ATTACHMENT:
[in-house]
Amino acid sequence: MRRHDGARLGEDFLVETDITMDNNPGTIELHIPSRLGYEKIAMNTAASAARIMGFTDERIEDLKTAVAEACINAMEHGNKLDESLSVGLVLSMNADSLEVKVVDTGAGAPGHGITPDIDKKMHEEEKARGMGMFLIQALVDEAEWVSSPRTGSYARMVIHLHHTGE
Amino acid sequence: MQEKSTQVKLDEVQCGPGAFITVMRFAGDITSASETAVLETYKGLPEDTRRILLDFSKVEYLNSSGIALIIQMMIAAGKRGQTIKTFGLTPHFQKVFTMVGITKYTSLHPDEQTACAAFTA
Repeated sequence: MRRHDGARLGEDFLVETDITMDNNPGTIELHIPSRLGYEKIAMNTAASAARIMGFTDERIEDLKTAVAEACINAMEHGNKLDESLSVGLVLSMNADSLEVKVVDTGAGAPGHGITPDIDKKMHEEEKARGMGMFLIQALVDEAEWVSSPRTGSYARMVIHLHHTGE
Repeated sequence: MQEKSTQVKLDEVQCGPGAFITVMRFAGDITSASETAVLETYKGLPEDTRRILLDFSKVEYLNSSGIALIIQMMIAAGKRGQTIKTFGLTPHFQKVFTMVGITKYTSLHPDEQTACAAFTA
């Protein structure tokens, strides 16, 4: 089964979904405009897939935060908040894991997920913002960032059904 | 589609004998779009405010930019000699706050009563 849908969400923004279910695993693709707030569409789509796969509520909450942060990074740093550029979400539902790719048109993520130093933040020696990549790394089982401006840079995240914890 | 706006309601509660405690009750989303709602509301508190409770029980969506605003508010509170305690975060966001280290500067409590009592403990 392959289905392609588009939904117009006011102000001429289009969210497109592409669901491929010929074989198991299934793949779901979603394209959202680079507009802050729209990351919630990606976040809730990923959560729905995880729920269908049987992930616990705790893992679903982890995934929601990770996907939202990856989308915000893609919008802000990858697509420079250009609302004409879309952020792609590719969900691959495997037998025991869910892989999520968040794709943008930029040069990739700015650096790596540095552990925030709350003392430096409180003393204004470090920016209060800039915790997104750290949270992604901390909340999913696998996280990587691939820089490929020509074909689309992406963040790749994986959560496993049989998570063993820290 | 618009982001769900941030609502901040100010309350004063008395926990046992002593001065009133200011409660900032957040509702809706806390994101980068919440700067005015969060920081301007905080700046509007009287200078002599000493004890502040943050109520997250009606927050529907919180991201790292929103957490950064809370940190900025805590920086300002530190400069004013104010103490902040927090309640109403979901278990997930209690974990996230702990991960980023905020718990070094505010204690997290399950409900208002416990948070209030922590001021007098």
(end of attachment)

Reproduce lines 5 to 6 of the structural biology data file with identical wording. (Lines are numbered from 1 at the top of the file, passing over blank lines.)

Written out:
Repeated sequence: MQEKSTQVKLDEVQCGPGAFITVMRFAGDITSASETAVLETYKGLPEDTRRILLDFSKVEYLNSSGIALIIQMMIAAGKRGQTIKTFGLTPHFQKVFTMVGITKYTSLHPDEQTACAAFTA
């Protein structure tokens, strides 16, 4: 089964979904405009897939935060908040894991997920913002960032059904 | 589609004998779009405010930019000699706050009563 849908969400923004279910695993693709707030569409789509796969509520909450942060990074740093550029979400539902790719048109993520130093933040020696990549790394089982401006840079995240914890 | 706006309601509660405690009750989303709602509301508190409770029980969506605003508010509170305690975060966001280290500067409590009592403990 392959289905392609588009939904117009006011102000001429289009969210497109592409669901491929010929074989198991299934793949779901979603394209959202680079507009802050729209990351919630990606976040809730990923959560729905995880729920269908049987992930616990705790893992679903982890995934929601990770996907939202990856989308915000893609919008802000990858697509420079250009609302004409879309952020792609590719969900691959495997037998025991869910892989999520968040794709943008930029040069990739700015650096790596540095552990925030709350003392430096409180003393204004470090920016209060800039915790997104750290949270992604901390909340999913696998996280990587691939820089490929020509074909689309992406963040790749994986959560496993049989998570063993820290 | 618009982001769900941030609502901040100010309350004063008395926990046992002593001065009133200011409660900032957040509702809706806390994101980068919440700067005015969060920081301007905080700046509007009287200078002599000493004890502040943050109520997250009606927050529907919180991201790292929103957490950064809370940190900025805590920086300002530190400069004013104010103490902040927090309640109403979901278990997930209690974990996230702990991960980023905020718990070094505010204690997290399950409900208002416990948070209030922590001021007098």